These target the guided sites (cancer cells) by magnets inserted inside them. A pH change makes them open their mouth that leads to them excreting their chemotherapy cargo.
Jiawen Li, Li Zhang, and Dong Wu came up with transmuting microrobots that changed shapes in a tread approaching biomedical applications. These navigated the specific sites guided with magnets to perform the treatment. The tumors are found in microenvironments and for this reason, the microbots were made to strike in the settings where there is low pH.
The researchers have this time come up with 4-D printed microbots in different shapes of crabs and fish taking the advantage of a pH conducive hydrogel. The density of the printing is adjustable at various edges of the crabs and fish i.e. their mouths and claws. The pH-receptive shape transforming was encrypted afterward. The magnetic part was introduced by the placement of the microbots in iron oxide nanoparticles.
Several tests were then conducted to examine the aptitude of the microbots. For this, a fish-shaped microbot was tested in a petri dish. It was seen that the mouth of the microbot was settled in a way that it would close when approaches a cancer cell. These fish-shaped microbots dived through the vessel and attacked the region specified. The pH was then lowered and the chemotherapy drug was released on the site.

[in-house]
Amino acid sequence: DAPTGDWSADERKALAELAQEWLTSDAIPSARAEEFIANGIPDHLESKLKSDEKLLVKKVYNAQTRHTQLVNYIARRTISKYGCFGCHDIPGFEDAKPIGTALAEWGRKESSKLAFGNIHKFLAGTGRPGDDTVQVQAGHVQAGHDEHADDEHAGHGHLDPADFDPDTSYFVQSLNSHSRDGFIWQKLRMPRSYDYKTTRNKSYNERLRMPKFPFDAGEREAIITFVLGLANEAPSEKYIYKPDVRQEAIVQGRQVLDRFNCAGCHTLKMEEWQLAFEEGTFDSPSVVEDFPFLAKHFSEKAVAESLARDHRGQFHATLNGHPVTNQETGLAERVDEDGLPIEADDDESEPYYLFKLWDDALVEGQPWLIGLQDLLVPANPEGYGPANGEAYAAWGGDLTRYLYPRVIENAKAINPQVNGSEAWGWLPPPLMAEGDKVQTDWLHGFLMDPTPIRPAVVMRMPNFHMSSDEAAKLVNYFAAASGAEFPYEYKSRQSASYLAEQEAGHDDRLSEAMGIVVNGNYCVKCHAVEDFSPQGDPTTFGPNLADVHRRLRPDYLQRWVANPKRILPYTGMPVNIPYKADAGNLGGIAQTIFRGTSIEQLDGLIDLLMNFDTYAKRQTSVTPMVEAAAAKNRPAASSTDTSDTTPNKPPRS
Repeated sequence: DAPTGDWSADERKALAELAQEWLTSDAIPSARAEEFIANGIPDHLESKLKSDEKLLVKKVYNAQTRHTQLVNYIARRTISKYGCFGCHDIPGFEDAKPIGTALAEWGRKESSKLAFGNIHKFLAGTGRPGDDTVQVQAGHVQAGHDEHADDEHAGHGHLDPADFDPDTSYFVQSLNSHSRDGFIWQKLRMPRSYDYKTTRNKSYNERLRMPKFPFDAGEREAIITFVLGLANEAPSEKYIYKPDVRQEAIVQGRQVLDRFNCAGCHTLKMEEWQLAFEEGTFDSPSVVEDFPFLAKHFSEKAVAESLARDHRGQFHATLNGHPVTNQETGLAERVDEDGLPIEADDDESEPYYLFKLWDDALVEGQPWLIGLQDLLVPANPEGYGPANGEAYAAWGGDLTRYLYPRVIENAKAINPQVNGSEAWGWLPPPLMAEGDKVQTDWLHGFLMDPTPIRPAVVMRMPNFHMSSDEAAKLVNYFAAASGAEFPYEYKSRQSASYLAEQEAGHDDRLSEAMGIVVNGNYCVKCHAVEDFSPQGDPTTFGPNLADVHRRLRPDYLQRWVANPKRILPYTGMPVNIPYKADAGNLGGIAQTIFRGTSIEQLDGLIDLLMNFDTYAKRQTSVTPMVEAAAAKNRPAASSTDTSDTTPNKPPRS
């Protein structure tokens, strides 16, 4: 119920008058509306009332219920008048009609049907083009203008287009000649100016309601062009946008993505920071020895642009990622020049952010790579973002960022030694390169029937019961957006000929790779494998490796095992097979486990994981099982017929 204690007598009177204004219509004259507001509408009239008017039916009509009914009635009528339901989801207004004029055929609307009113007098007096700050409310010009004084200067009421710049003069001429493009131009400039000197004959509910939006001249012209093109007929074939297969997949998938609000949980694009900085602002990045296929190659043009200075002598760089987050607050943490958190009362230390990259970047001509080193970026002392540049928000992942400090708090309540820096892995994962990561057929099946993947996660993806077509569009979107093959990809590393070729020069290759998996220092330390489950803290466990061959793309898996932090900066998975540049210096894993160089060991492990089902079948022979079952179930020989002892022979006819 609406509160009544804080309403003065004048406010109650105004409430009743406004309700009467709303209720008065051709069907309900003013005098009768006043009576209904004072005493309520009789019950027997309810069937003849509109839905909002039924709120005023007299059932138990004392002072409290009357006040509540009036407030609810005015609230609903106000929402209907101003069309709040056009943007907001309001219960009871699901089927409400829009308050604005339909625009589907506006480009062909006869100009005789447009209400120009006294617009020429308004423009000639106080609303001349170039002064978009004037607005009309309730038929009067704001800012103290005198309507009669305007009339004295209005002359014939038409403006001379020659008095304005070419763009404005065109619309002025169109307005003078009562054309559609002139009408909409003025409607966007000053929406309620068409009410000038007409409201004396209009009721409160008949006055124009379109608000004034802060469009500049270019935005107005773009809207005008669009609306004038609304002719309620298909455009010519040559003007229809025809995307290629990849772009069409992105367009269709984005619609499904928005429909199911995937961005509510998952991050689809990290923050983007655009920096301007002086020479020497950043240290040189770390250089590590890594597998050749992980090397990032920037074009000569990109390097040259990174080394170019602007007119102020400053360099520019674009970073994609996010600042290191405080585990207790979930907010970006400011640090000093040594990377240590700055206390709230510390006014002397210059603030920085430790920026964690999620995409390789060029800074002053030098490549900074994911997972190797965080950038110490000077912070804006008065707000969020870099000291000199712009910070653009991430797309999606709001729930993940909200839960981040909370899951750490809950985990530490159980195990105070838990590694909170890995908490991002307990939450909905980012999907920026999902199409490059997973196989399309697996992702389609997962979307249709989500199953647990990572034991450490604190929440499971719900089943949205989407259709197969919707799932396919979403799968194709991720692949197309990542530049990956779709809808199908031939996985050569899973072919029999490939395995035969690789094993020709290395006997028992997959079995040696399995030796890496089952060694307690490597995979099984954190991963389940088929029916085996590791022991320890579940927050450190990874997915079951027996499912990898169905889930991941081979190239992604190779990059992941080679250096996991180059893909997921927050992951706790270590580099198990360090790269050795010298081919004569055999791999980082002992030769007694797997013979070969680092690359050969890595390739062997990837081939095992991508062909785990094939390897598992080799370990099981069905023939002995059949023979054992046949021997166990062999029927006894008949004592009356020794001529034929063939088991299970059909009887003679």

Previously microscale robots were also prepared by scientists for manipulating tiny objects. Most of them failed terribly because of the inability to perform elaborated tasks like releasing drugs. Some of the famous 4-D printed objects also failed terribly as the tasks performed were quite simpler and couldn’t be controlled remotely.
As far as the microbots are concerned it is still very challenging for this size to pass through the blood vessel. Also, the introduction of effective tracking methods is also very much in need to keep an eye on the microbots.